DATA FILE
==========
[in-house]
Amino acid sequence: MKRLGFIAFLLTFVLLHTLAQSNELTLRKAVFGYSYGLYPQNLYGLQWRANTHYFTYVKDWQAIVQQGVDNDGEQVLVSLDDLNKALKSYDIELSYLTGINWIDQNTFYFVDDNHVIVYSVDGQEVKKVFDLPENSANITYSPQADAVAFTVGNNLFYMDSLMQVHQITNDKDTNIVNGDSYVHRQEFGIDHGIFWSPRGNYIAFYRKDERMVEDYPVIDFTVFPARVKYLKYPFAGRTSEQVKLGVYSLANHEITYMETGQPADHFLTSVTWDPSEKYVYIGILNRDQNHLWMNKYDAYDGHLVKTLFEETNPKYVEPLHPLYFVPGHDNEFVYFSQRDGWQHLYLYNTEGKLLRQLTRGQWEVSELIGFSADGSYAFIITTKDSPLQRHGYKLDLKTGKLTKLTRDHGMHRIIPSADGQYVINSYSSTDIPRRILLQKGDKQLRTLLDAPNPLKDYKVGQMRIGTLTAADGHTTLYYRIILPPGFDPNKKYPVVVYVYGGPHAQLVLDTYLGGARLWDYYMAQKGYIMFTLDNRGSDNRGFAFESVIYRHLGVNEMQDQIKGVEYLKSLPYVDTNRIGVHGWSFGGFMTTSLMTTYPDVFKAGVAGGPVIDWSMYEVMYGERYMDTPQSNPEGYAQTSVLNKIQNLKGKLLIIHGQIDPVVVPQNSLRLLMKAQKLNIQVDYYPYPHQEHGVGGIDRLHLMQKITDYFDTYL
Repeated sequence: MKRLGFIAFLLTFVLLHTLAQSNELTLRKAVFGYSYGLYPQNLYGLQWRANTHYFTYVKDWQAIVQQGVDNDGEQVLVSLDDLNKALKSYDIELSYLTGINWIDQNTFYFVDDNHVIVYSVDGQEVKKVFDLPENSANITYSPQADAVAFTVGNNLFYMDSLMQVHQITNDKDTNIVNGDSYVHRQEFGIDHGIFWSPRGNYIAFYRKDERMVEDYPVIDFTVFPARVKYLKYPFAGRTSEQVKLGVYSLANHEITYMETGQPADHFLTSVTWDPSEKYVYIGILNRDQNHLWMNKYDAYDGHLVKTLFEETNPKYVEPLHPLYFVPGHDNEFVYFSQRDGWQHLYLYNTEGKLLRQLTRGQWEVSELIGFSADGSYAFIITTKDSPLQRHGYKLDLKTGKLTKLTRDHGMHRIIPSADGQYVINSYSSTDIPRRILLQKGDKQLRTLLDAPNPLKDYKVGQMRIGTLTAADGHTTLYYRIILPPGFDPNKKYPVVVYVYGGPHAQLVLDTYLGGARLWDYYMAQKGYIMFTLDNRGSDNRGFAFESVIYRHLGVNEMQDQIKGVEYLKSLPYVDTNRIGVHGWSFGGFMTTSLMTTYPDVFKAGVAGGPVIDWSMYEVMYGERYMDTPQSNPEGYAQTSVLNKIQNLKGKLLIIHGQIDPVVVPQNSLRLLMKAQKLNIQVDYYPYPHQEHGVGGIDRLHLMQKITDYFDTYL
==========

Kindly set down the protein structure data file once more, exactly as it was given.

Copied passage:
[in-house]
Amino acid sequence: MKRLGFIAFLLTFVLLHTLAQSNELTLRKAVFGYSYGLYPQNLYGLQWRANTHYFTYVKDWQAIVQQGVDNDGEQVLVSLDDLNKALKSYDIELSYLTGINWIDQNTFYFVDDNHVIVYSVDGQEVKKVFDLPENSANITYSPQADAVAFTVGNNLFYMDSLMQVHQITNDKDTNIVNGDSYVHRQEFGIDHGIFWSPRGNYIAFYRKDERMVEDYPVIDFTVFPARVKYLKYPFAGRTSEQVKLGVYSLANHEITYMETGQPADHFLTSVTWDPSEKYVYIGILNRDQNHLWMNKYDAYDGHLVKTLFEETNPKYVEPLHPLYFVPGHDNEFVYFSQRDGWQHLYLYNTEGKLLRQLTRGQWEVSELIGFSADGSYAFIITTKDSPLQRHGYKLDLKTGKLTKLTRDHGMHRIIPSADGQYVINSYSSTDIPRRILLQKGDKQLRTLLDAPNPLKDYKVGQMRIGTLTAADGHTTLYYRIILPPGFDPNKKYPVVVYVYGGPHAQLVLDTYLGGARLWDYYMAQKGYIMFTLDNRGSDNRGFAFESVIYRHLGVNEMQDQIKGVEYLKSLPYVDTNRIGVHGWSFGGFMTTSLMTTYPDVFKAGVAGGPVIDWSMYEVMYGERYMDTPQSNPEGYAQTSVLNKIQNLKGKLLIIHGQIDPVVVPQNSLRLLMKAQKLNIQVDYYPYPHQEHGVGGIDRLHLMQKITDYFDTYL
Repeated sequence: MKRLGFIAFLLTFVLLHTLAQSNELTLRKAVFGYSYGLYPQNLYGLQWRANTHYFTYVKDWQAIVQQGVDNDGEQVLVSLDDLNKALKSYDIELSYLTGINWIDQNTFYFVDDNHVIVYSVDGQEVKKVFDLPENSANITYSPQADAVAFTVGNNLFYMDSLMQVHQITNDKDTNIVNGDSYVHRQEFGIDHGIFWSPRGNYIAFYRKDERMVEDYPVIDFTVFPARVKYLKYPFAGRTSEQVKLGVYSLANHEITYMETGQPADHFLTSVTWDPSEKYVYIGILNRDQNHLWMNKYDAYDGHLVKTLFEETNPKYVEPLHPLYFVPGHDNEFVYFSQRDGWQHLYLYNTEGKLLRQLTRGQWEVSELIGFSADGSYAFIITTKDSPLQRHGYKLDLKTGKLTKLTRDHGMHRIIPSADGQYVINSYSSTDIPRRILLQKGDKQLRTLLDAPNPLKDYKVGQMRIGTLTAADGHTTLYYRIILPPGFDPNKKYPVVVYVYGGPHAQLVLDTYLGGARLWDYYMAQKGYIMFTLDNRGSDNRGFAFESVIYRHLGVNEMQDQIKGVEYLKSLPYVDTNRIGVHGWSFGGFMTTSLMTTYPDVFKAGVAGGPVIDWSMYEVMYGERYMDTPQSNPEGYAQTSVLNKIQNLKGKLLIIHGQIDPVVVPQNSLRLLMKAQKLNIQVDYYPYPHQEHGVGGIDRLHLMQKITDYFDTYL